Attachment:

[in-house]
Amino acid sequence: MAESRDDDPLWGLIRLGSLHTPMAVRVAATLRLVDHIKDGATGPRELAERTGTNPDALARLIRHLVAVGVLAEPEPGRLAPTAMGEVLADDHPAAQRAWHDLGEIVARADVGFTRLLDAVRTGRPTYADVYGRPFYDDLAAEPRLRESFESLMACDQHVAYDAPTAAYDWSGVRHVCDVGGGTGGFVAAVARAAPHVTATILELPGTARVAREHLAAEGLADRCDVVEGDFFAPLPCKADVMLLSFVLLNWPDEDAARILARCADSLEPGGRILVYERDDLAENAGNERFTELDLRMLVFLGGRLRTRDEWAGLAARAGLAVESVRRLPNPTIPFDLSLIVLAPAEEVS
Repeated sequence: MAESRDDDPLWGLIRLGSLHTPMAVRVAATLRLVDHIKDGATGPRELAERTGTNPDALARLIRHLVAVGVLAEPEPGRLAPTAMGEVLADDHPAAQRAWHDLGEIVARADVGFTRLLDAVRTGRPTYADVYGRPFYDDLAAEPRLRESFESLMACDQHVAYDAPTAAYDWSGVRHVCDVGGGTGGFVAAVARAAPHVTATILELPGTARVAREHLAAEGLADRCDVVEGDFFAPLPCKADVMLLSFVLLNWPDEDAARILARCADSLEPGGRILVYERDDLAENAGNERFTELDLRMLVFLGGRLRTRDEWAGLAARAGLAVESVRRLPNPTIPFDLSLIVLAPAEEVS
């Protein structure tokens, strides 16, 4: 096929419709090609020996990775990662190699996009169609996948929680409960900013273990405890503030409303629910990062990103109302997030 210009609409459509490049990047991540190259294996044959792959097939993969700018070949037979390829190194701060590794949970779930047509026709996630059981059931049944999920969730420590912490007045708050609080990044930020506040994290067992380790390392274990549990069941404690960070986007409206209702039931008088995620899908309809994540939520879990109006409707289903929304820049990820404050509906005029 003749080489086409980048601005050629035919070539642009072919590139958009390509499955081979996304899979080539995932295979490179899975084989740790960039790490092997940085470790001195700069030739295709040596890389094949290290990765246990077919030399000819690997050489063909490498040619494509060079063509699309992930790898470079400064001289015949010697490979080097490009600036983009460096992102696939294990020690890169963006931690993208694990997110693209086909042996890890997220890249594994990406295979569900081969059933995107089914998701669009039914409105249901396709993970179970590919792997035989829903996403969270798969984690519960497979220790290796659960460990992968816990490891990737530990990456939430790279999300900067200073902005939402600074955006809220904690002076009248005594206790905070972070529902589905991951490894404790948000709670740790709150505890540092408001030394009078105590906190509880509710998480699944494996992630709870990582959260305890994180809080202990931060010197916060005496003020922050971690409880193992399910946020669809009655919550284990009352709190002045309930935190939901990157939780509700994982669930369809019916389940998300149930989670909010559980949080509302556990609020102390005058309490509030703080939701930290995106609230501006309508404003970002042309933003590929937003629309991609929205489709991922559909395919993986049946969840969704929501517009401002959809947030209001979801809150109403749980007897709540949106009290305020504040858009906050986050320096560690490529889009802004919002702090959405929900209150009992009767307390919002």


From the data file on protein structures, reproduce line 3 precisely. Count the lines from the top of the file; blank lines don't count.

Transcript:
Repeated sequence: MAESRDDDPLWGLIRLGSLHTPMAVRVAATLRLVDHIKDGATGPRELAERTGTNPDALARLIRHLVAVGVLAEPEPGRLAPTAMGEVLADDHPAAQRAWHDLGEIVARADVGFTRLLDAVRTGRPTYADVYGRPFYDDLAAEPRLRESFESLMACDQHVAYDAPTAAYDWSGVRHVCDVGGGTGGFVAAVARAAPHVTATILELPGTARVAREHLAAEGLADRCDVVEGDFFAPLPCKADVMLLSFVLLNWPDEDAARILARCADSLEPGGRILVYERDDLAENAGNERFTELDLRMLVFLGGRLRTRDEWAGLAARAGLAVESVRRLPNPTIPFDLSLIVLAPAEEVS